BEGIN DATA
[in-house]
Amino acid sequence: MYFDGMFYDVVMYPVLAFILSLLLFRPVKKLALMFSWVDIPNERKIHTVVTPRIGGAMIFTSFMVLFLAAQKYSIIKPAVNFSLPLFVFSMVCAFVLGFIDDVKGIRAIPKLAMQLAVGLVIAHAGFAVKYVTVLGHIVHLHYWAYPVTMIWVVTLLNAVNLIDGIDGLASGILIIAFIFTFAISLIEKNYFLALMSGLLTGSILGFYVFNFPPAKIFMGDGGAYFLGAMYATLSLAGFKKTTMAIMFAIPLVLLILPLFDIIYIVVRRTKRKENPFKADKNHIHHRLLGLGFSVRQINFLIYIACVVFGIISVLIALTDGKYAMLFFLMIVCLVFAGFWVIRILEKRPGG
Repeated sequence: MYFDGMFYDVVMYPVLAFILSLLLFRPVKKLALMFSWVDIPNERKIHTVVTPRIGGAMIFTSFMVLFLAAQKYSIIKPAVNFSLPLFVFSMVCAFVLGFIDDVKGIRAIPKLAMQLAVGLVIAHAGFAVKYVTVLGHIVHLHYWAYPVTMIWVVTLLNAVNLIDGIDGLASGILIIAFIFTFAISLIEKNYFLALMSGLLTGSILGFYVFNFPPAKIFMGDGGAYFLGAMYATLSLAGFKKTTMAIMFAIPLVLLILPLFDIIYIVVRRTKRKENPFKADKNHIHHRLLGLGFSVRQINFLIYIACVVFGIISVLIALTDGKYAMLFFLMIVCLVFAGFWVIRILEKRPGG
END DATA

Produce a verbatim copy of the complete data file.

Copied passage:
[in-house]
Amino acid sequence: MYFDGMFYDVVMYPVLAFILSLLLFRPVKKLALMFSWVDIPNERKIHTVVTPRIGGAMIFTSFMVLFLAAQKYSIIKPAVNFSLPLFVFSMVCAFVLGFIDDVKGIRAIPKLAMQLAVGLVIAHAGFAVKYVTVLGHIVHLHYWAYPVTMIWVVTLLNAVNLIDGIDGLASGILIIAFIFTFAISLIEKNYFLALMSGLLTGSILGFYVFNFPPAKIFMGDGGAYFLGAMYATLSLAGFKKTTMAIMFAIPLVLLILPLFDIIYIVVRRTKRKENPFKADKNHIHHRLLGLGFSVRQINFLIYIACVVFGIISVLIALTDGKYAMLFFLMIVCLVFAGFWVIRILEKRPGG
Repeated sequence: MYFDGMFYDVVMYPVLAFILSLLLFRPVKKLALMFSWVDIPNERKIHTVVTPRIGGAMIFTSFMVLFLAAQKYSIIKPAVNFSLPLFVFSMVCAFVLGFIDDVKGIRAIPKLAMQLAVGLVIAHAGFAVKYVTVLGHIVHLHYWAYPVTMIWVVTLLNAVNLIDGIDGLASGILIIAFIFTFAISLIEKNYFLALMSGLLTGSILGFYVFNFPPAKIFMGDGGAYFLGAMYATLSLAGFKKTTMAIMFAIPLVLLILPLFDIIYIVVRRTKRKENPFKADKNHIHHRLLGLGFSVRQINFLIYIACVVFGIISVLIALTDGKYAMLFFLMIVCLVFAGFWVIRILEKRPGG